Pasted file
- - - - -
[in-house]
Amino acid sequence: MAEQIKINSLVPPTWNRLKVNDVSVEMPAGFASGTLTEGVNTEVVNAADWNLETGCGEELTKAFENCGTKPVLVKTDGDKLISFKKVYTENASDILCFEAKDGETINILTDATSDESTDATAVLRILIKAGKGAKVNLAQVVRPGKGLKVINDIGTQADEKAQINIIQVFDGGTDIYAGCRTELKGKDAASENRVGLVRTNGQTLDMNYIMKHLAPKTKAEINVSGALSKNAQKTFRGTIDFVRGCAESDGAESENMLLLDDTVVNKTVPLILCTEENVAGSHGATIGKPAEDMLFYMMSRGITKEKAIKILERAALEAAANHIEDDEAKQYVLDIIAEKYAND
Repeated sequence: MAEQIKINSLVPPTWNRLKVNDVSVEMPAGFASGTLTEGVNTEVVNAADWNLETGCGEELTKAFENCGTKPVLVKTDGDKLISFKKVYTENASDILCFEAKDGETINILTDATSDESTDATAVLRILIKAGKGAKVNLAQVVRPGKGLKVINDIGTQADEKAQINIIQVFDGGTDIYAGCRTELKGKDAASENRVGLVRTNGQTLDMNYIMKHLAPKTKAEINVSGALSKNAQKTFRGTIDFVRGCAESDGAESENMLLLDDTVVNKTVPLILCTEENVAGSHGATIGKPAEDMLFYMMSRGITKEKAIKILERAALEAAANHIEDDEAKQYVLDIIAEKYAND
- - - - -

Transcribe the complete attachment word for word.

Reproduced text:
[in-house]
Amino acid sequence: MAEQIKINSLVPPTWNRLKVNDVSVEMPAGFASGTLTEGVNTEVVNAADWNLETGCGEELTKAFENCGTKPVLVKTDGDKLISFKKVYTENASDILCFEAKDGETINILTDATSDESTDATAVLRILIKAGKGAKVNLAQVVRPGKGLKVINDIGTQADEKAQINIIQVFDGGTDIYAGCRTELKGKDAASENRVGLVRTNGQTLDMNYIMKHLAPKTKAEINVSGALSKNAQKTFRGTIDFVRGCAESDGAESENMLLLDDTVVNKTVPLILCTEENVAGSHGATIGKPAEDMLFYMMSRGITKEKAIKILERAALEAAANHIEDDEAKQYVLDIIAEKYAND
Repeated sequence: MAEQIKINSLVPPTWNRLKVNDVSVEMPAGFASGTLTEGVNTEVVNAADWNLETGCGEELTKAFENCGTKPVLVKTDGDKLISFKKVYTENASDILCFEAKDGETINILTDATSDESTDATAVLRILIKAGKGAKVNLAQVVRPGKGLKVINDIGTQADEKAQINIIQVFDGGTDIYAGCRTELKGKDAASENRVGLVRTNGQTLDMNYIMKHLAPKTKAEINVSGALSKNAQKTFRGTIDFVRGCAESDGAESENMLLLDDTVVNKTVPLILCTEENVAGSHGATIGKPAEDMLFYMMSRGITKEKAIKILERAALEAAANHIEDDEAKQYVLDIIAEKYAND